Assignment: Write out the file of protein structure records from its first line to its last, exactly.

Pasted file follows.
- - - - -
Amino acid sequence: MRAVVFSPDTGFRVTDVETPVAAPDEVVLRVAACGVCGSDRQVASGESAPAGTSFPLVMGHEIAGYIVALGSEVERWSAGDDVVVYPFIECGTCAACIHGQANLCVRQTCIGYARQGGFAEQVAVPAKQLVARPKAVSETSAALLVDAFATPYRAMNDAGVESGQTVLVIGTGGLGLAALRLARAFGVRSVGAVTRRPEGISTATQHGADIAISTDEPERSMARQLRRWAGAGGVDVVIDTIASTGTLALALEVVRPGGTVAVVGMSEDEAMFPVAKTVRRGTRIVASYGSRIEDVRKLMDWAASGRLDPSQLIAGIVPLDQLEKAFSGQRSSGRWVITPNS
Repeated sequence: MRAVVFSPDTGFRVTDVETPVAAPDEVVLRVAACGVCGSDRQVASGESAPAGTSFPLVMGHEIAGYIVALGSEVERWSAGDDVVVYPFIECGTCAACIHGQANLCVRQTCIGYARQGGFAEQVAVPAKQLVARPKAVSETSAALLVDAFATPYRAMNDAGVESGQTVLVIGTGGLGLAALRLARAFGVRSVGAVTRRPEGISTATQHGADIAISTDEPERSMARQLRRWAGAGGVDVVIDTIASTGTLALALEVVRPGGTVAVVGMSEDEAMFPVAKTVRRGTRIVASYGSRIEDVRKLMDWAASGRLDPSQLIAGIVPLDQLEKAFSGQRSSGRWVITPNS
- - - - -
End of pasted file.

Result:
Amino acid sequence: MRAVVFSPDTGFRVTDVETPVAAPDEVVLRVAACGVCGSDRQVASGESAPAGTSFPLVMGHEIAGYIVALGSEVERWSAGDDVVVYPFIECGTCAACIHGQANLCVRQTCIGYARQGGFAEQVAVPAKQLVARPKAVSETSAALLVDAFATPYRAMNDAGVESGQTVLVIGTGGLGLAALRLARAFGVRSVGAVTRRPEGISTATQHGADIAISTDEPERSMARQLRRWAGAGGVDVVIDTIASTGTLALALEVVRPGGTVAVVGMSEDEAMFPVAKTVRRGTRIVASYGSRIEDVRKLMDWAASGRLDPSQLIAGIVPLDQLEKAFSGQRSSGRWVITPNS
Repeated sequence: MRAVVFSPDTGFRVTDVETPVAAPDEVVLRVAACGVCGSDRQVASGESAPAGTSFPLVMGHEIAGYIVALGSEVERWSAGDDVVVYPFIECGTCAACIHGQANLCVRQTCIGYARQGGFAEQVAVPAKQLVARPKAVSETSAALLVDAFATPYRAMNDAGVESGQTVLVIGTGGLGLAALRLARAFGVRSVGAVTRRPEGISTATQHGADIAISTDEPERSMARQLRRWAGAGGVDVVIDTIASTGTLALALEVVRPGGTVAVVGMSEDEAMFPVAKTVRRGTRIVASYGSRIEDVRKLMDWAASGRLDPSQLIAGIVPLDQLEKAFSGQRSSGRWVITPNS